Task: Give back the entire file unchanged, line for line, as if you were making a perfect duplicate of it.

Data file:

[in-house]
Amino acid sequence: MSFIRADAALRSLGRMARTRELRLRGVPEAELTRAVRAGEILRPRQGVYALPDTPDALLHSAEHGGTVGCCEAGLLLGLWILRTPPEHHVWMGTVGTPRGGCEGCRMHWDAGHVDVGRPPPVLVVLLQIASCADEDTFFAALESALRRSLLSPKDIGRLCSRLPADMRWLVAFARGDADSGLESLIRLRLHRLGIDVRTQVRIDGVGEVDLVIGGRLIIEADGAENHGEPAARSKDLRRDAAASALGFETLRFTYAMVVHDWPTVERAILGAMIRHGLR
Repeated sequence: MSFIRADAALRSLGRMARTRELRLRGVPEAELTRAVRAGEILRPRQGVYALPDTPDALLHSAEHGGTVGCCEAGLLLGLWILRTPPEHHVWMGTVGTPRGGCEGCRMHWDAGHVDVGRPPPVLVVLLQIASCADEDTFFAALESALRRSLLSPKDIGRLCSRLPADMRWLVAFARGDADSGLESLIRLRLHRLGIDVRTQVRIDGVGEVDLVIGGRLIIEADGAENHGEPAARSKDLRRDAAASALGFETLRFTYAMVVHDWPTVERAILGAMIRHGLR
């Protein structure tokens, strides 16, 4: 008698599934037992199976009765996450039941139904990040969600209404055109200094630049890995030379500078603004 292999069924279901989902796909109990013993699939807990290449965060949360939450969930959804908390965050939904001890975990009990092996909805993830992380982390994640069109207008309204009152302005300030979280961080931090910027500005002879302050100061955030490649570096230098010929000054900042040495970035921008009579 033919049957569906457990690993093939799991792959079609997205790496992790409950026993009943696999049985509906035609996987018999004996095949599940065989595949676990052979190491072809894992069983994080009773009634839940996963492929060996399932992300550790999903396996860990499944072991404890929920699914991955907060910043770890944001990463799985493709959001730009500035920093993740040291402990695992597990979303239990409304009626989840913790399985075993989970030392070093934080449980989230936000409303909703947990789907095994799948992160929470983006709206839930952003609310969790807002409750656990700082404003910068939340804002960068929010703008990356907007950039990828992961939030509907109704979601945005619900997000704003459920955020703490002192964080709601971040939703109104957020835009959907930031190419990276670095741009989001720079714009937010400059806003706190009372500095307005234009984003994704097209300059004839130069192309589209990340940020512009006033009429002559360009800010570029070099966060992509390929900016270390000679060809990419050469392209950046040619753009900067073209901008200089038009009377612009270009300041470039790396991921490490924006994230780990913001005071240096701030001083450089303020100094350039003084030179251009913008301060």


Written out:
[in-house]
Amino acid sequence: MSFIRADAALRSLGRMARTRELRLRGVPEAELTRAVRAGEILRPRQGVYALPDTPDALLHSAEHGGTVGCCEAGLLLGLWILRTPPEHHVWMGTVGTPRGGCEGCRMHWDAGHVDVGRPPPVLVVLLQIASCADEDTFFAALESALRRSLLSPKDIGRLCSRLPADMRWLVAFARGDADSGLESLIRLRLHRLGIDVRTQVRIDGVGEVDLVIGGRLIIEADGAENHGEPAARSKDLRRDAAASALGFETLRFTYAMVVHDWPTVERAILGAMIRHGLR
Repeated sequence: MSFIRADAALRSLGRMARTRELRLRGVPEAELTRAVRAGEILRPRQGVYALPDTPDALLHSAEHGGTVGCCEAGLLLGLWILRTPPEHHVWMGTVGTPRGGCEGCRMHWDAGHVDVGRPPPVLVVLLQIASCADEDTFFAALESALRRSLLSPKDIGRLCSRLPADMRWLVAFARGDADSGLESLIRLRLHRLGIDVRTQVRIDGVGEVDLVIGGRLIIEADGAENHGEPAARSKDLRRDAAASALGFETLRFTYAMVVHDWPTVERAILGAMIRHGLR
């Protein structure tokens, strides 16, 4: 008698599934037992199976009765996450039941139904990040969600209404055109200094630049890995030379500078603004 292999069924279901989902796909109990013993699939807990290449965060949360939450969930959804908390965050939904001890975990009990092996909805993830992380982390994640069109207008309204009152302005300030979280961080931090910027500005002879302050100061955030490649570096230098010929000054900042040495970035921008009579 033919049957569906457990690993093939799991792959079609997205790496992790409950026993009943696999049985509906035609996987018999004996095949599940065989595949676990052979190491072809894992069983994080009773009634839940996963492929060996399932992300550790999903396996860990499944072991404890929920699914991955907060910043770890944001990463799985493709959001730009500035920093993740040291402990695992597990979303239990409304009626989840913790399985075993989970030392070093934080449980989230936000409303909703947990789907095994799948992160929470983006709206839930952003609310969790807002409750656990700082404003910068939340804002960068929010703008990356907007950039990828992961939030509907109704979601945005619900997000704003459920955020703490002192964080709601971040939703109104957020835009959907930031190419990276670095741009989001720079714009937010400059806003706190009372500095307005234009984003994704097209300059004839130069192309589209990340940020512009006033009429002559360009800010570029070099966060992509390929900016270390000679060809990419050469392209950046040619753009900067073209901008200089038009009377612009270009300041470039790396991921490490924006994230780990913001005071240096701030001083450089303020100094350039003084030179251009913008301060």